Homelands

Laynhapuy homelands service area map
See complete list of Laynhapuy homelands and find out more about the homelands below.


About the homelands

Homelands comprise members of related clan groups living on their traditional clan estates, where Yolngu rom (law) is still the foundation of social and property relations, interests and responsibilities.

Homelands people have a strong connection to their land, and retain their traditional language and cultural values. They choose to live on their traditional country to maintain these spiritual connections, maintain their social well being and to provide a positive future for their children and their families.

By living on their own country, homelands people retain a degree of autonomy and control over their destiny. They are empowered to manage their own land, resources and affairs, have the power to
make decisions affecting their lives, and reduce their dependence on government. The result of this is a healthier, happier and safer living environment.

While homelands members prefer to live away from the temptations and the widespread problems in large communities, they still want to have the ability to interact as equals with mainstream society. Access to quality education and training are fundamental to their ability to do this.

The most important difference between homelands and communities is that homelands are 
extended traditional kinship groups with well defined social and authority structures. There are 
numerous examples of the positive lifestyles homelands Yolngu lead:
  • Laynhapuy homelands have always been alcohol free (voluntarily).
  • Crime statistics show there is minimal alcohol related violence and anti-social behaviour in homelands.
  • As alcohol and illicit substances are banned by the homelands, gambling and substance abuse are not significant problems, as they are in some communities.
  • Crime rates are very low. During 2007, there were only eight incidents where police presence was required in any of the Laynhapuy homelands.
  • According to the NT Department of Education and Training, in 2008 the Yirrkala homelands School had 253 enrolments and an attendance rate of 82.7%.
  • Health and wellbeing is better than in larger communities. A recent study (Burgess et al 2009) found that  Indigenous Australians living and working on their traditional homelands are significantly less likely to  develop diabetes and chronic heart and kidney disease due to more frequent exercise, a better diet, and  less psychological stress. Homeland residents continue to rely on hunting, fishing and the harvesting of  bush foods for essential components of their diet. 
  • Many residents are actively engaged in employment and participation activities to benefit their communities, through the Remote Jobs and Communities Program or RJCP (which in July 2013 replaced the Community Development Employment Projects or CDEP). 
  • Many homelands residents contribute to the economy through customary activities such as traditional  hunting and food collection, tourism and production of traditional arts and crafts.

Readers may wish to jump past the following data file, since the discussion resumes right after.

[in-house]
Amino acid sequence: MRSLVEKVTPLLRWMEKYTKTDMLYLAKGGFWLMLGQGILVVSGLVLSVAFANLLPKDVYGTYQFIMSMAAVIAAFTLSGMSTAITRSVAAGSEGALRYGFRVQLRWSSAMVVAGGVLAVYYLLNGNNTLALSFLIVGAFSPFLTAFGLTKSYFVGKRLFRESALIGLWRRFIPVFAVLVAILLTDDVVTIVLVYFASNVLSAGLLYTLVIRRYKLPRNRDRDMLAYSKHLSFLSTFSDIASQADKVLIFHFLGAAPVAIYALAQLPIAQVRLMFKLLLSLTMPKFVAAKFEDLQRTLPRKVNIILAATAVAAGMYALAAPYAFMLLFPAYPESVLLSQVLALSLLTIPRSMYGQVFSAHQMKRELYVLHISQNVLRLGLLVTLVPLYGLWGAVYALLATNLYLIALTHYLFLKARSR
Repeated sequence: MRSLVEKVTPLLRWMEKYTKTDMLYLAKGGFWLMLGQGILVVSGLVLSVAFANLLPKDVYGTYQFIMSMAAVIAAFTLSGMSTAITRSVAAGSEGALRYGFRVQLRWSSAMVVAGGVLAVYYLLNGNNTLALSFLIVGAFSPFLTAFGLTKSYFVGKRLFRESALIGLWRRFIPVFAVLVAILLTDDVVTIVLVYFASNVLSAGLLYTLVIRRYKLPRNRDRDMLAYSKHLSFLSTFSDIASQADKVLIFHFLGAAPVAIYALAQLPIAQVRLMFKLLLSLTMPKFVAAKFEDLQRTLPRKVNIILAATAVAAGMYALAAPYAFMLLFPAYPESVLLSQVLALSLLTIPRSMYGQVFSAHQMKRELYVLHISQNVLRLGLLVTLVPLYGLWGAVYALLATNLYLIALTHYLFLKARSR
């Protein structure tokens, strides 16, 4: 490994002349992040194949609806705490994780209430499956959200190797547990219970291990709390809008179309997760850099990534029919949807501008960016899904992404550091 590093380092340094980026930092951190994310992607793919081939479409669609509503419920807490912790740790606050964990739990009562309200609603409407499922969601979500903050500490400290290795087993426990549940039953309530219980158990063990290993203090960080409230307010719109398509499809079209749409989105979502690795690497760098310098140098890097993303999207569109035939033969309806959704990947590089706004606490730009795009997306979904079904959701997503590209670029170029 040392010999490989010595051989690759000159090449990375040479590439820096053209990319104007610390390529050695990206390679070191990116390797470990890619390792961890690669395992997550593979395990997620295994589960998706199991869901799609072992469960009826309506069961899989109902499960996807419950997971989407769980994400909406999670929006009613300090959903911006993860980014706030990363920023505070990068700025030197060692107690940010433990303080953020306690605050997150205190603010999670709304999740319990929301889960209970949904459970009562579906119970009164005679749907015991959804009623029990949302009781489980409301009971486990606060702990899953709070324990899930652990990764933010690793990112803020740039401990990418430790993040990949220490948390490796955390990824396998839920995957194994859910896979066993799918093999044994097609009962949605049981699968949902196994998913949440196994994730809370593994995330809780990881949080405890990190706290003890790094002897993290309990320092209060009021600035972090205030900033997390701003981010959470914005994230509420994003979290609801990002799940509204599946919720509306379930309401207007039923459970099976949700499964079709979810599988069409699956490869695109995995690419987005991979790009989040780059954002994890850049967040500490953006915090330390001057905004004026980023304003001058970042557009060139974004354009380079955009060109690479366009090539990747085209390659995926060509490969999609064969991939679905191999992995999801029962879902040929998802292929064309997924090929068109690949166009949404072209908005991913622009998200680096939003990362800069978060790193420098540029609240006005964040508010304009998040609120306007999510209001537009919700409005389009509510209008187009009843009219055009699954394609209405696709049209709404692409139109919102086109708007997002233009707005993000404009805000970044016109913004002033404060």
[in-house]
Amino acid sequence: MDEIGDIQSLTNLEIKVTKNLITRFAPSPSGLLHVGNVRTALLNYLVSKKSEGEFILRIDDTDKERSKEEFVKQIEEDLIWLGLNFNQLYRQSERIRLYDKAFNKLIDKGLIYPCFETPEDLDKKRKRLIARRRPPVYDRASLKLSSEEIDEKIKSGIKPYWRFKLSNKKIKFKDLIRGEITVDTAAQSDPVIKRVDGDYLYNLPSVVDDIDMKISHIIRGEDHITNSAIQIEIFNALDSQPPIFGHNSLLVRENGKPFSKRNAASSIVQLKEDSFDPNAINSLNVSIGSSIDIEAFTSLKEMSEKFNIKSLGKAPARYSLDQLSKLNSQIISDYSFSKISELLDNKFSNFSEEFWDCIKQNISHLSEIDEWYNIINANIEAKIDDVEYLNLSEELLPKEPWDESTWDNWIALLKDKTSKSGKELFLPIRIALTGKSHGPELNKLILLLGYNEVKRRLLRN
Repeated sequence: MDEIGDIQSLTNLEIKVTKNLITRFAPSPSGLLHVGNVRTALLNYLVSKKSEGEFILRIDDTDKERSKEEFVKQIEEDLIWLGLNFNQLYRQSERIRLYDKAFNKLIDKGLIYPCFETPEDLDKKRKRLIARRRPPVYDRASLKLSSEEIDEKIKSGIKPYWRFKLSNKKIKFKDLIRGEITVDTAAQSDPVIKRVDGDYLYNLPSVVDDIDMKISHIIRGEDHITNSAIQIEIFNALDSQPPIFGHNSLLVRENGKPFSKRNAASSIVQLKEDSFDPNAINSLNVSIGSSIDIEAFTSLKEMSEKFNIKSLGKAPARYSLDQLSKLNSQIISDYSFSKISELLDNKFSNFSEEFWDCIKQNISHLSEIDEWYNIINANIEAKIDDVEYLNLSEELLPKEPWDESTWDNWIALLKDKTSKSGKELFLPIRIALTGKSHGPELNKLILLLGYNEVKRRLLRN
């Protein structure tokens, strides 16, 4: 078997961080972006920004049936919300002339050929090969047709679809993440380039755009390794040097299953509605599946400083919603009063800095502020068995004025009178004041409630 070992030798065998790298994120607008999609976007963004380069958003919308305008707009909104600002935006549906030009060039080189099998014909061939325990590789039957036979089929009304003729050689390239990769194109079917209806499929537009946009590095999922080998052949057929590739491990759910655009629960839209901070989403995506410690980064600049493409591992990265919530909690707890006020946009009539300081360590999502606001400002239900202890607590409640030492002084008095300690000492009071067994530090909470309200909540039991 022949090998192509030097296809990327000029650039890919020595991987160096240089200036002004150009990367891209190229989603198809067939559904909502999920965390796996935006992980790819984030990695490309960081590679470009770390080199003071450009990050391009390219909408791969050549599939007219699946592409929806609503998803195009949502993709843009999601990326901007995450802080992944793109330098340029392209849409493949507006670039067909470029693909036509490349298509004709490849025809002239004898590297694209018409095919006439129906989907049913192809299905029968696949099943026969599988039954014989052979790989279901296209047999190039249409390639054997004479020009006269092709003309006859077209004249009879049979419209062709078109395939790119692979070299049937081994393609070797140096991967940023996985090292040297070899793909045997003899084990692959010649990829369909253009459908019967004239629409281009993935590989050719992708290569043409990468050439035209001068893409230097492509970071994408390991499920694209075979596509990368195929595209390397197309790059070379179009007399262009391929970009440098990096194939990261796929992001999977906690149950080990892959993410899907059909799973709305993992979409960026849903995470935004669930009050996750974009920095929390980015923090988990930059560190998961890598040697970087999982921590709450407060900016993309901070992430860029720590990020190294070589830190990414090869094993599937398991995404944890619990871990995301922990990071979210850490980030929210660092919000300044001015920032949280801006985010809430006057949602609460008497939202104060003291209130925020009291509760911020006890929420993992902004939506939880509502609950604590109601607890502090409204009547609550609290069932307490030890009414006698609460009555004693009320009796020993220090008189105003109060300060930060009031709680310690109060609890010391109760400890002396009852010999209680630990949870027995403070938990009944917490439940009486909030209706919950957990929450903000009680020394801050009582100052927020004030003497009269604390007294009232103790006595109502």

• Many residents pursue economic activity through traditional hunting and food collection, tourism and  production of traditional arts and crafts. Jon Altman (2007) highlights the contribution homelands Yolngu  make to the economy through customary activities.
  • Until 2009, there weren't any non-Indigenous people living in any of the Laynhapuy homelands. In 2009, two non-Indigenous teachers moved to Yilpara, the largest of the homelands, in response to the community’s request for improved access to education.
  • Suicide among the young is very rare in homelands compared to other regions (Morphy 2005).
  • In 2004, the Select Committee on Substance Abuse in the Community (2004) found that homelands have the greatest chance of solving the problem of petrol sniffing. Homelands provide strong leadership,  community commitment and revitalise connections to country, traditions and culture.
In addition to the benefits for people who live on their homelands, homeland living also reduces pressure
on many Indigenous communities that are already stretched to breaking point. If homeland residents were to relocate to towns, this would add significant pressure on housing, health, education and the social wellbeing of residents in the communities, exacerbating the existing problems. As existing funding to homelands is not being increased, people are being forced to make choices under pressure.

Laynha supports the recommendation made by Socom and DodsonLane (2009) that the Northern Territory Government undertake a thorough cost/benefit analysis to determine the economic effects of homelands investment. The report recommended the analysis include the losses incurred through noninvestment, such as loss of health and wellbeing, and increased infrastructure and social costs of moving 10 000 homelands people into larger communities.

It is also recommended in the report that accurate analysis should account for the significant contributions
that homelands make to the cultural, social, health, environmental, economic and security values of Australians. This information will provide a clearer picture regarding the advantages of homelands to the Yolngu people, the economy, and the environment, and the disastrous and wide-reaching effects of non-investment in homelands.